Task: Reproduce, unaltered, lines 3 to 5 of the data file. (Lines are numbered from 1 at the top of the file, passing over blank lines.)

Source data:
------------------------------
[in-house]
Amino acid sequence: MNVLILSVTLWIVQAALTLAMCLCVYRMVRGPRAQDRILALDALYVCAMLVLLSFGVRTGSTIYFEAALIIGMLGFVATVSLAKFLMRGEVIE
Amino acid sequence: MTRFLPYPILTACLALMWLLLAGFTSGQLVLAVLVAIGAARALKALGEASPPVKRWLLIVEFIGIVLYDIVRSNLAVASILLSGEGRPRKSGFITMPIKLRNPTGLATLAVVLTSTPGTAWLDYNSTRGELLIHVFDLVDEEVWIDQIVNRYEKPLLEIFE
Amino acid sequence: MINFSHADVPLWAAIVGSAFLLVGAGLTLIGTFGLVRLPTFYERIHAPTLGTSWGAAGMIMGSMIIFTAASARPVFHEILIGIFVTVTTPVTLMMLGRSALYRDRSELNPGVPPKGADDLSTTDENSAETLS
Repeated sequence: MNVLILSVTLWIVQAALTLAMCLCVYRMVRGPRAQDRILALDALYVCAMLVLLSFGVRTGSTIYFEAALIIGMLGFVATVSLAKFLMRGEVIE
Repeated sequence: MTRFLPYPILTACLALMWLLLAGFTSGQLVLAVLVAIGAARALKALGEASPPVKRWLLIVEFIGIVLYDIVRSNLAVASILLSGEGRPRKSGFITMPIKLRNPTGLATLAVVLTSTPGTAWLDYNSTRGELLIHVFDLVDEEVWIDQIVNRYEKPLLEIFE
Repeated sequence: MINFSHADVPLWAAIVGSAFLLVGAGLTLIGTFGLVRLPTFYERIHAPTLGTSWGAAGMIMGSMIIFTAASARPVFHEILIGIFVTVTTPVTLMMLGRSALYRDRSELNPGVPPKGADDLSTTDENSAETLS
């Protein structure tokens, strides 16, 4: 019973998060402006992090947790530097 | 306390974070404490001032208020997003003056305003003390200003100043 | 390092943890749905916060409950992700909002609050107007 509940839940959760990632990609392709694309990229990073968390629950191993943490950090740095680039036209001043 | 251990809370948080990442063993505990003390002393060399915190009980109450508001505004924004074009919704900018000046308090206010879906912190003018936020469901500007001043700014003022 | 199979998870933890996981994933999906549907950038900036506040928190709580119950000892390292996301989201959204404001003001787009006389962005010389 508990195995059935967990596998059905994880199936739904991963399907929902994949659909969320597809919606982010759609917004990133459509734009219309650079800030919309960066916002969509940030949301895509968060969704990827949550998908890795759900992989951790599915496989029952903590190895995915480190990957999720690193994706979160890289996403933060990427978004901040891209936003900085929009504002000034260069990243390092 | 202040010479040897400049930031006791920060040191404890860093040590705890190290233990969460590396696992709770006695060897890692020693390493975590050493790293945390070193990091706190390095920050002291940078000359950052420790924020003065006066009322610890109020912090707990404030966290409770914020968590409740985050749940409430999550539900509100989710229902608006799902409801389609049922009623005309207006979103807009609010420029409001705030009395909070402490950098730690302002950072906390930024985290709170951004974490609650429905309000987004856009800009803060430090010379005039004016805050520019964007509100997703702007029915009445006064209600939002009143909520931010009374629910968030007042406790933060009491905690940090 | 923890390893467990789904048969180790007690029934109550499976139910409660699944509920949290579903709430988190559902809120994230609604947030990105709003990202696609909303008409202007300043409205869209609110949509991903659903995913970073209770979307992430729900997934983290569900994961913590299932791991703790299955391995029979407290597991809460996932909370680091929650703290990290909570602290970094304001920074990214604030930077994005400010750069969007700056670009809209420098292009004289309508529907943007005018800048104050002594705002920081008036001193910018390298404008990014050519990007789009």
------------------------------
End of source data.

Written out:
Amino acid sequence: MTRFLPYPILTACLALMWLLLAGFTSGQLVLAVLVAIGAARALKALGEASPPVKRWLLIVEFIGIVLYDIVRSNLAVASILLSGEGRPRKSGFITMPIKLRNPTGLATLAVVLTSTPGTAWLDYNSTRGELLIHVFDLVDEEVWIDQIVNRYEKPLLEIFE
Amino acid sequence: MINFSHADVPLWAAIVGSAFLLVGAGLTLIGTFGLVRLPTFYERIHAPTLGTSWGAAGMIMGSMIIFTAASARPVFHEILIGIFVTVTTPVTLMMLGRSALYRDRSELNPGVPPKGADDLSTTDENSAETLS
Repeated sequence: MNVLILSVTLWIVQAALTLAMCLCVYRMVRGPRAQDRILALDALYVCAMLVLLSFGVRTGSTIYFEAALIIGMLGFVATVSLAKFLMRGEVIE